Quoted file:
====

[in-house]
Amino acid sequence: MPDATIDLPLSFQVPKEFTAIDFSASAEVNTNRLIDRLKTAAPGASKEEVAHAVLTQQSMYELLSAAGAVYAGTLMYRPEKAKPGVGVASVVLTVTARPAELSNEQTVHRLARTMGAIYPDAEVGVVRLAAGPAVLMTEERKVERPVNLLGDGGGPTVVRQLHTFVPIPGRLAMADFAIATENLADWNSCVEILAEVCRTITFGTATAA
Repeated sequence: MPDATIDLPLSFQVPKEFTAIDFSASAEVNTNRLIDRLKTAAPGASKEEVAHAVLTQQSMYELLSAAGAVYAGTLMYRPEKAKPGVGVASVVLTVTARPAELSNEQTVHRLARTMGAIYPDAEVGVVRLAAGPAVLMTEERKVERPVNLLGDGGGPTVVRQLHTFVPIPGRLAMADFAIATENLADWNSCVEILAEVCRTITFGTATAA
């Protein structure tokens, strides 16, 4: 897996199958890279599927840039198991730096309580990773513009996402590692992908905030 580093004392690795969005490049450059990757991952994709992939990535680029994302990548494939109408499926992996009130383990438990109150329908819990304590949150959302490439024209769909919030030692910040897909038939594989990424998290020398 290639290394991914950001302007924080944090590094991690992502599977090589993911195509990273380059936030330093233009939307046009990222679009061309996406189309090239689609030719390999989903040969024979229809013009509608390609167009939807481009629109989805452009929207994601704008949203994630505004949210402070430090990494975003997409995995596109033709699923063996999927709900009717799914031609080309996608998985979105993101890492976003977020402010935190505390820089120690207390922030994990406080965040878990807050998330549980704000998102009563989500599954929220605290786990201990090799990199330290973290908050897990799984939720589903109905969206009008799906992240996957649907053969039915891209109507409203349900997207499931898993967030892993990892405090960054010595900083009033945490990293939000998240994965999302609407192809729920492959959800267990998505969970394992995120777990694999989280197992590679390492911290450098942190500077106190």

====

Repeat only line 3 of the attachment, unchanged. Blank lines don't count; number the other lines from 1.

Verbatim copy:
Repeated sequence: MPDATIDLPLSFQVPKEFTAIDFSASAEVNTNRLIDRLKTAAPGASKEEVAHAVLTQQSMYELLSAAGAVYAGTLMYRPEKAKPGVGVASVVLTVTARPAELSNEQTVHRLARTMGAIYPDAEVGVVRLAAGPAVLMTEERKVERPVNLLGDGGGPTVVRQLHTFVPIPGRLAMADFAIATENLADWNSCVEILAEVCRTITFGTATAA